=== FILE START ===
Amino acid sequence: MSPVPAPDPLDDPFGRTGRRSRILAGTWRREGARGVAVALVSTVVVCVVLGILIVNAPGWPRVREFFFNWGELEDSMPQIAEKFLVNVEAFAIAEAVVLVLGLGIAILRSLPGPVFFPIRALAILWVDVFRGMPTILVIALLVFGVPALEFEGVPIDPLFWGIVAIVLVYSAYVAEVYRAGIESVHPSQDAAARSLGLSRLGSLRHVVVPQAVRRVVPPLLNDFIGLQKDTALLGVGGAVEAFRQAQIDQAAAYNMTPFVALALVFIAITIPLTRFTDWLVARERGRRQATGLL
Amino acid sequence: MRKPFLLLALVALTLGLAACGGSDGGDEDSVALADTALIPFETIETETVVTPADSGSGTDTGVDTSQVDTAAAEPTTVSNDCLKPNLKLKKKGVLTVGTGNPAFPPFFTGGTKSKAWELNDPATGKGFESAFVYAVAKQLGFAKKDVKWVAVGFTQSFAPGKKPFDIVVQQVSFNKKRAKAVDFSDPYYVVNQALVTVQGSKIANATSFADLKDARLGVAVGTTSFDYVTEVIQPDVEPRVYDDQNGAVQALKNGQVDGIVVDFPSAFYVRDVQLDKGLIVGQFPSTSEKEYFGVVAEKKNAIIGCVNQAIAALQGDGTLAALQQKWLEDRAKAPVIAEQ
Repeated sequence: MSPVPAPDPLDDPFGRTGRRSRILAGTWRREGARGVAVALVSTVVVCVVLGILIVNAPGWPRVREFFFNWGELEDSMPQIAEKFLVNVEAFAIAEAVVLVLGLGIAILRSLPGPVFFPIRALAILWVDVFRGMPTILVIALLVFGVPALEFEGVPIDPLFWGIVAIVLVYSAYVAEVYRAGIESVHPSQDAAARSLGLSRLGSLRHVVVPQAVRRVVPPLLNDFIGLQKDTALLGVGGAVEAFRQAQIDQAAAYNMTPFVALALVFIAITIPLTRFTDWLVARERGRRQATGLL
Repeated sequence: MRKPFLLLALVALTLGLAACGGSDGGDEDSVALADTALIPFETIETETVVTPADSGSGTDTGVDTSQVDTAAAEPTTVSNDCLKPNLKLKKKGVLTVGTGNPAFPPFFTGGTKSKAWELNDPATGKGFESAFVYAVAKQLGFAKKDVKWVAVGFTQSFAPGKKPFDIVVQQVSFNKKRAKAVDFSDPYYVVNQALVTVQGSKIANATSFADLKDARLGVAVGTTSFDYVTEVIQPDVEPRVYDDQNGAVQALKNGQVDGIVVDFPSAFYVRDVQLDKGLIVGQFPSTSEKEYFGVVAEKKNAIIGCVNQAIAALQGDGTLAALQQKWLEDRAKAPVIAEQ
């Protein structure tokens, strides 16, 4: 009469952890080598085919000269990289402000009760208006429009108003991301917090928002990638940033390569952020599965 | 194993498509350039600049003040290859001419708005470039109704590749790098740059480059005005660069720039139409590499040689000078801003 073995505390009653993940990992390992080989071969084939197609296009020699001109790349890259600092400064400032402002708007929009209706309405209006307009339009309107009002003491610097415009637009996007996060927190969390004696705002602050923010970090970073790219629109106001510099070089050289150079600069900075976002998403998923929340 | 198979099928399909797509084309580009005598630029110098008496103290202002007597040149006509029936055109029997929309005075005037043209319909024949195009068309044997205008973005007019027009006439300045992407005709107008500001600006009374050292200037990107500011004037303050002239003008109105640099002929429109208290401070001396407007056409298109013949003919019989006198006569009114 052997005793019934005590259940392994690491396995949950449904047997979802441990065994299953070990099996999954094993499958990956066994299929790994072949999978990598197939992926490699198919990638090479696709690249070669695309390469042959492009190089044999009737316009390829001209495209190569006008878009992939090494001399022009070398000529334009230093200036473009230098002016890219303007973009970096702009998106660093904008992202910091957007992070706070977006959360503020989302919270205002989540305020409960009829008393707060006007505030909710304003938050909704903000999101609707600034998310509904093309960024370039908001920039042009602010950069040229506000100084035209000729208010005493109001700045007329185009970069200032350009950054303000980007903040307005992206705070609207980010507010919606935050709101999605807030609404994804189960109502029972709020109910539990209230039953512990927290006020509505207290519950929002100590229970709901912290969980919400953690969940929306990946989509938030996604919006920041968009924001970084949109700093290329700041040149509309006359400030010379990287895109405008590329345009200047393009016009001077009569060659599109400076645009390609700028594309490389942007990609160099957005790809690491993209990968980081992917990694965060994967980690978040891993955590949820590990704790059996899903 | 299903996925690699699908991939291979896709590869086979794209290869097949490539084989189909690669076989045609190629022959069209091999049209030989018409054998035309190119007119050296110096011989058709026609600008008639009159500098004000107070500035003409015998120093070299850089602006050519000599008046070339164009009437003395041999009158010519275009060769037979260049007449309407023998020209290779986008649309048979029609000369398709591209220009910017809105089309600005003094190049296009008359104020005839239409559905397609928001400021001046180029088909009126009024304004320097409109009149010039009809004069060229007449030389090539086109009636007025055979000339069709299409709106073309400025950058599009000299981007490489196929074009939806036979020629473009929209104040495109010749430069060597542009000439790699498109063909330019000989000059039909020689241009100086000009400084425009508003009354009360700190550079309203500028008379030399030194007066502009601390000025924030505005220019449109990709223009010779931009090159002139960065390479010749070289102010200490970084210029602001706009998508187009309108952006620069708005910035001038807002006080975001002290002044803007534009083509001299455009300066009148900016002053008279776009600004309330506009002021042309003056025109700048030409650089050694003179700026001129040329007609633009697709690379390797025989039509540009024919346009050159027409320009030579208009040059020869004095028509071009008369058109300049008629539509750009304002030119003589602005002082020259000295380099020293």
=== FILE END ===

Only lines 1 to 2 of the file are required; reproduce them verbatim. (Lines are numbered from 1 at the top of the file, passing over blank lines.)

Amino acid sequence: MSPVPAPDPLDDPFGRTGRRSRILAGTWRREGARGVAVALVSTVVVCVVLGILIVNAPGWPRVREFFFNWGELEDSMPQIAEKFLVNVEAFAIAEAVVLVLGLGIAILRSLPGPVFFPIRALAILWVDVFRGMPTILVIALLVFGVPALEFEGVPIDPLFWGIVAIVLVYSAYVAEVYRAGIESVHPSQDAAARSLGLSRLGSLRHVVVPQAVRRVVPPLLNDFIGLQKDTALLGVGGAVEAFRQAQIDQAAAYNMTPFVALALVFIAITIPLTRFTDWLVARERGRRQATGLL
Amino acid sequence: MRKPFLLLALVALTLGLAACGGSDGGDEDSVALADTALIPFETIETETVVTPADSGSGTDTGVDTSQVDTAAAEPTTVSNDCLKPNLKLKKKGVLTVGTGNPAFPPFFTGGTKSKAWELNDPATGKGFESAFVYAVAKQLGFAKKDVKWVAVGFTQSFAPGKKPFDIVVQQVSFNKKRAKAVDFSDPYYVVNQALVTVQGSKIANATSFADLKDARLGVAVGTTSFDYVTEVIQPDVEPRVYDDQNGAVQALKNGQVDGIVVDFPSAFYVRDVQLDKGLIVGQFPSTSEKEYFGVVAEKKNAIIGCVNQAIAALQGDGTLAALQQKWLEDRAKAPVIAEQ